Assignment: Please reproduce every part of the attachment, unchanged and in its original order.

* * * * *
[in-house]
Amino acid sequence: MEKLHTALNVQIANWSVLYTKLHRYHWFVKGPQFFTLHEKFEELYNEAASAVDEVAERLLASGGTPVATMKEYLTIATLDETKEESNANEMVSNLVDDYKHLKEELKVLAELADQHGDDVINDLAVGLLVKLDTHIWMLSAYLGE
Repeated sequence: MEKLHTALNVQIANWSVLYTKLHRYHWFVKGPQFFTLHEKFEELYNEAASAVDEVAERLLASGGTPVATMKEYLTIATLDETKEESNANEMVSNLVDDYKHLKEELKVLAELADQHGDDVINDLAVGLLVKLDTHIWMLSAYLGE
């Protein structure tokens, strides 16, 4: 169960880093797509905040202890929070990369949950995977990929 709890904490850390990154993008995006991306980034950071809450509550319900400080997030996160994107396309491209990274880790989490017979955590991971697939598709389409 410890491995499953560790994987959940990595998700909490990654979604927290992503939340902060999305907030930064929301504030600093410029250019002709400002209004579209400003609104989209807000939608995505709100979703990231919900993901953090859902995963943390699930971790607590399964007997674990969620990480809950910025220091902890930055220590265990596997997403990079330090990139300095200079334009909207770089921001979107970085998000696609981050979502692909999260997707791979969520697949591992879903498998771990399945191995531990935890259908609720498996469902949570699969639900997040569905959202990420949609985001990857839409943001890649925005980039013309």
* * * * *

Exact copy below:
[in-house]
Amino acid sequence: MEKLHTALNVQIANWSVLYTKLHRYHWFVKGPQFFTLHEKFEELYNEAASAVDEVAERLLASGGTPVATMKEYLTIATLDETKEESNANEMVSNLVDDYKHLKEELKVLAELADQHGDDVINDLAVGLLVKLDTHIWMLSAYLGE
Repeated sequence: MEKLHTALNVQIANWSVLYTKLHRYHWFVKGPQFFTLHEKFEELYNEAASAVDEVAERLLASGGTPVATMKEYLTIATLDETKEESNANEMVSNLVDDYKHLKEELKVLAELADQHGDDVINDLAVGLLVKLDTHIWMLSAYLGE
């Protein structure tokens, strides 16, 4: 169960880093797509905040202890929070990369949950995977990929 709890904490850390990154993008995006991306980034950071809450509550319900400080997030996160994107396309491209990274880790989490017979955590991971697939598709389409 410890491995499953560790994987959940990595998700909490990654979604927290992503939340902060999305907030930064929301504030600093410029250019002709400002209004579209400003609104989209807000939608995505709100979703990231919900993901953090859902995963943390699930971790607590399964007997674990969620990480809950910025220091902890930055220590265990596997997403990079330090990139300095200079334009909207770089921001979107970085998000696609981050979502692909999260997707791979969520697949591992879903498998771990399945191995531990935890259908609720498996469902949570699969639900997040569905959202990420949609985001990857839409943001890649925005980039013309």